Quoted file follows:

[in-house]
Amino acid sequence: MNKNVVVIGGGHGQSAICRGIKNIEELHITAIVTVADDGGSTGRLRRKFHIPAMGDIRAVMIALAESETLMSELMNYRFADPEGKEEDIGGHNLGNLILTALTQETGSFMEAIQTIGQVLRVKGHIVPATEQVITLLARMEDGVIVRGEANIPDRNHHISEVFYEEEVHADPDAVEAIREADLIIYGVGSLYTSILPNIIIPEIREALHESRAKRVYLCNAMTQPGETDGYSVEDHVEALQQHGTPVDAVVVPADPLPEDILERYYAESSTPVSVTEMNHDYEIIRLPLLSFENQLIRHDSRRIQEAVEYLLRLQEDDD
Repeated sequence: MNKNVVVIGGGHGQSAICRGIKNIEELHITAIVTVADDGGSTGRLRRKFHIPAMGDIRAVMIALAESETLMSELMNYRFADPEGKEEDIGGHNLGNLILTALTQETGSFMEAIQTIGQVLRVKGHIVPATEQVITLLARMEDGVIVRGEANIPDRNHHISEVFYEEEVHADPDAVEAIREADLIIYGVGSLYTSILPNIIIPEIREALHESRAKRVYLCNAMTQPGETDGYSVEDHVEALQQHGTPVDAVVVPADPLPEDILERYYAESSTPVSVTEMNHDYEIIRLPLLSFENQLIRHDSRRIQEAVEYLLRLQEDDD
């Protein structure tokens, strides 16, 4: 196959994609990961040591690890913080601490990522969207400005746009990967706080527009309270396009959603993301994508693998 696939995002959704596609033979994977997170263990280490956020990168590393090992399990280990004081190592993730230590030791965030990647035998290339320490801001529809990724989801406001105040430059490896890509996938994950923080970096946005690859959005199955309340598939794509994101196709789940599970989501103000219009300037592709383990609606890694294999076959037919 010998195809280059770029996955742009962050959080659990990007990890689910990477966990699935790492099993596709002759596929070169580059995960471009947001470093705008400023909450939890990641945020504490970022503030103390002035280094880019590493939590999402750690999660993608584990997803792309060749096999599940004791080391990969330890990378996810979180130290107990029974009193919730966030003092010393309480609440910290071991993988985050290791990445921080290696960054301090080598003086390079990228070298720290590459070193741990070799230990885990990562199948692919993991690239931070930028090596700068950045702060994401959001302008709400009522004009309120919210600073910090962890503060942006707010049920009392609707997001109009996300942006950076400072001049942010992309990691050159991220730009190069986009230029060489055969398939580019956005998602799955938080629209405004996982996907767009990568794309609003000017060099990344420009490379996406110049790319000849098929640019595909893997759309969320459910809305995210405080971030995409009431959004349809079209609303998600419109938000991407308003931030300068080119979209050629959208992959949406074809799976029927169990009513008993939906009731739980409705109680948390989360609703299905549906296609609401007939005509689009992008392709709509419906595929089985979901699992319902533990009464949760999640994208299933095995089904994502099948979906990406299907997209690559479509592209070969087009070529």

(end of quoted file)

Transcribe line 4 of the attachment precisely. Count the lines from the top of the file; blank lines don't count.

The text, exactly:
């Protein structure tokens, strides 16, 4: 196959994609990961040591690890913080601490990522969207400005746009990967706080527009309270396009959603993301994508693998 696939995002959704596609033979994977997170263990280490956020990168590393090992399990280990004081190592993730230590030791965030990647035998290339320490801001529809990724989801406001105040430059490896890509996938994950923080970096946005690859959005199955309340598939794509994101196709789940599970989501103000219009300037592709383990609606890694294999076959037919 010998195809280059770029996955742009962050959080659990990007990890689910990477966990699935790492099993596709002759596929070169580059995960471009947001470093705008400023909450939890990641945020504490970022503030103390002035280094880019590493939590999402750690999660993608584990997803792309060749096999599940004791080391990969330890990378996810979180130290107990029974009193919730966030003092010393309480609440910290071991993988985050290791990445921080290696960054301090080598003086390079990228070298720290590459070193741990070799230990885990990562199948692919993991690239931070930028090596700068950045702060994401959001302008709400009522004009309120919210600073910090962890503060942006707010049920009392609707997001109009996300942006950076400072001049942010992309990691050159991220730009190069986009230029060489055969398939580019956005998602799955938080629209405004996982996907767009990568794309609003000017060099990344420009490379996406110049790319000849098929640019595909893997759309969320459910809305995210405080971030995409009431959004349809079209609303998600419109938000991407308003931030300068080119979209050629959208992959949406074809799976029927169990009513008993939906009731739980409705109680948390989360609703299905549906296609609401007939005509689009992008392709709509419906595929089985979901699992319902533990009464949760999640994208299933095995089904994502099948979906990406299907997209690559479509592209070969087009070529």